‘‘Panic selling will likely continue as margin investors are forced into liquidation and funds are forced into redemption after earlier heavy sell-offs,’’ Central China Securities strategist Zhang Gang said by phone June 29. ‘‘People are worried about further unwinding of margin positions.''
‘‘One single policy change isn’t going to reverse the market trend,’’ Zhang said. ‘‘And if the market continues with deeper falls, we will likely see more supportive policies’’
‘‘It seems like policy makers are more worried about the stock market than about the real economy,’’ Paul Chan, chief investment officer for Asia ex-Japan at Invesco in Hong Kong, said June 29. ‘‘The economy is slowing down and they are so much behind the curve in terms of easing. But as the stock market corrected, they jumped in, putting in all the policies. It gives people a sense of panic.’’
Krane Fund Advisors:
``Ultimately if we could have a more pragmatic and incremental IPO schedule as well as the cutting back on the use of leverage, it is good for the stock market in the long run,'' Brendan Ahern, chief investment officer at Krane Fund Advisors, said by phone June 29. ``Why you want to invest in this market is the continued reforms of state-owned enterprises as well as that onshore equities will be included in the broader benchmark over time. The rationale for investment is still in place. We’re just working through some short-term issues.''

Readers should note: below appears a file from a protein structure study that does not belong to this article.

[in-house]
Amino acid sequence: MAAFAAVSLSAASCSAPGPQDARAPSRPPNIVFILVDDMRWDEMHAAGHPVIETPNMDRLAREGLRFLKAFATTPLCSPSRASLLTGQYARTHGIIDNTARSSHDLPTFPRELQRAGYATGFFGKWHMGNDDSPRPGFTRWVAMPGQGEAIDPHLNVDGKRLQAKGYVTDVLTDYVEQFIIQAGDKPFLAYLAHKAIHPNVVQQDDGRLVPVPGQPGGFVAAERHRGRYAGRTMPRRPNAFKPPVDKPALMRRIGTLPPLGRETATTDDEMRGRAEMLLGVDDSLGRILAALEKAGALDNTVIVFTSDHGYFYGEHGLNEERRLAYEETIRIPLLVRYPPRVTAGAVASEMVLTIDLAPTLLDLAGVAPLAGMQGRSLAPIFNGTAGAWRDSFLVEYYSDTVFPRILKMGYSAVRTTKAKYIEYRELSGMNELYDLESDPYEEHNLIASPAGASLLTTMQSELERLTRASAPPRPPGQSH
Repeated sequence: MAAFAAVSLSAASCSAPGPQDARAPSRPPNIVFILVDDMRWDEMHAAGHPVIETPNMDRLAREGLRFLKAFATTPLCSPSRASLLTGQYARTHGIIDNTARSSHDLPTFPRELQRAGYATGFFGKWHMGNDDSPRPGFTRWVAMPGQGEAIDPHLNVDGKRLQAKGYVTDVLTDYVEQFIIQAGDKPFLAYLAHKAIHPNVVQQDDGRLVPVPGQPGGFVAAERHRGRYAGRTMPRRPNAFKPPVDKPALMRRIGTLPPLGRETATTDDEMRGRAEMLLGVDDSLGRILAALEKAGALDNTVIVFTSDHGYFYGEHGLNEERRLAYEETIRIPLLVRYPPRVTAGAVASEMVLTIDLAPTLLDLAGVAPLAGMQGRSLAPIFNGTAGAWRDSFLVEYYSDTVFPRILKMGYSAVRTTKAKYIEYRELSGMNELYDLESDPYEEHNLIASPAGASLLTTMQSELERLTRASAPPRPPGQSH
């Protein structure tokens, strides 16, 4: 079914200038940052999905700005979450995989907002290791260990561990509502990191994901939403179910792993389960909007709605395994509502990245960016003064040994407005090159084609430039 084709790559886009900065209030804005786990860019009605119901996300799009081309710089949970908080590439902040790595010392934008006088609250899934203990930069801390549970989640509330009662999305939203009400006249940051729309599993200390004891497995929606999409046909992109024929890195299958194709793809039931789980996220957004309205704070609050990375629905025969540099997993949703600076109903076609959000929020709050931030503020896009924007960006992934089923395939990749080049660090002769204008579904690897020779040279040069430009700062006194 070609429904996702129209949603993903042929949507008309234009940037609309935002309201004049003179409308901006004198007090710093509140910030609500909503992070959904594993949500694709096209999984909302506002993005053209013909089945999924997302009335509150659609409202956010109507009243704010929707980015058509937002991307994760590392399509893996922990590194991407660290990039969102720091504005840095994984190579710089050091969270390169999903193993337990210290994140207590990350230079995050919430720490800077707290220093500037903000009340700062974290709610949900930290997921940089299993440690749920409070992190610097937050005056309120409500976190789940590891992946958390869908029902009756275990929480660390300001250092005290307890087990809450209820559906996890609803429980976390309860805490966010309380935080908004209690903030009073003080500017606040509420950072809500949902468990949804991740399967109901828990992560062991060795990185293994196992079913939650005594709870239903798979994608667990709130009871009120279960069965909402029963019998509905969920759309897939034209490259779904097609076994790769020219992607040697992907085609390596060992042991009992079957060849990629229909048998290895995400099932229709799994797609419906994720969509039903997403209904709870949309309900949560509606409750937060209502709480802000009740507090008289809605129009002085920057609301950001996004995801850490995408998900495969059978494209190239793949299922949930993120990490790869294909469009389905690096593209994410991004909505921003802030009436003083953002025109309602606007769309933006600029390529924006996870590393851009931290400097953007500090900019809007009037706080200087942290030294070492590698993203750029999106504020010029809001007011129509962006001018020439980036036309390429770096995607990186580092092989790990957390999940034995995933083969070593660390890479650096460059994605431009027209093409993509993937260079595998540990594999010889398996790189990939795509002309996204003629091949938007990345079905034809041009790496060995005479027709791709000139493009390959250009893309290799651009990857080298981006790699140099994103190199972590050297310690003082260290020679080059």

Marathon Asset Management:
‘‘There could be a substantial correction with China because it’s had a huge run-up,’’ Bruce Richards, co-founder of the hedge fund firm Marathon Asset Management said in an interview on the television program ‘‘Wall Street Week’’ that aired Sunday. ‘‘But in the long run, you have to figure out how you want to invest in China. There’s been lots of money to be made in U.S. equity markets over the last many decades -- the same exists in China.’’
--With assistance from Amanda Wang and Allen Wan in Shanghai and Kyoungwha Kim in Hong Kong.